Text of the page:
Immigrant visa applications
Covid-19 bans on new immigrants from abroad has led to a surge in applicants for immigrant visas within the United States, known as adjustment of status, as described further in Section IV.42 As of February 2022, USCIS has noted an ongoing backlog of 436,666 adjustment of status applications, with approximately 27,454 cleared for the month of February 2022.43 Unfortunately, as a result of immense caseloads and backlog, approximately 80,000 employment-based immigrant visas lapsed as of 30 September 2021.44 Availability remains high in the first and second immigrant preference categories for FY2022.45 Immigrant Visa numbers have continued to progress at significant rates, with some previously retrogressed chargeabilities current.46 USCIS now requires completion of the covid-19 vaccination series on the mandatory medical evaluation for all immigrants.47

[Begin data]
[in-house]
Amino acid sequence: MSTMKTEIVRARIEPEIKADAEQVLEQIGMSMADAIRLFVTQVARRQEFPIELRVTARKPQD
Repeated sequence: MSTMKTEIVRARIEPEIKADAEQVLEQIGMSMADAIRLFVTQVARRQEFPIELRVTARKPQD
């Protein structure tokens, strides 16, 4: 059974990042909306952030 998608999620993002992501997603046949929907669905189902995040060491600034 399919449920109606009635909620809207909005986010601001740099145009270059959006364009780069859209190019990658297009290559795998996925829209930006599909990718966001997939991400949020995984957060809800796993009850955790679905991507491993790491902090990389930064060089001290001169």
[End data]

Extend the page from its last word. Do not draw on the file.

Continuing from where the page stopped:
DOL PERM processing
The DOL processing timelines for PERM labour certification processes have increased substantially.48 The DOL adjudicates Prevailing Wage Determinations between five and seven months,49 and Labor Certifications, Form ETA9089, between seven and 11 months.50
USCIS response extension
Since 1 March 2020, USCIS has implemented a 60-day deadline extension on a number of processes as an accommodation to employers and individual applicants during the pandemic. The 60-day extension applies to Requests for Evidence, Notices of Intent to Deny, Notices of Intent to Revoke or Rescind, and Notices of Intent to Terminate EB-5 Regional Investment Centers.51 USCIS has also implemented a 30-day deadline extension for the filing of Form I-290B, Notice of Appeal or Motion, and Form N-336, Request for a Hearing on a Decision in Naturalization Proceedings.52 USCIS extended this flexibility for all requests and decisions up to 26 March 2022.53
Since May 2021, USCIS has suspended biometrics submission requirements for Form I-539, Application to Extend/Change Non-immigrant Status, if requesting extension of stay, or change of status to H4, L2 or E non-immigrant status, in an effort to shorten the processing times for dependents.54 This suspension applies to 17 May 2023.55 USCIS has also used its discretion to re-use biometrics for certain applications, thus reducing the need for in-person appointments.56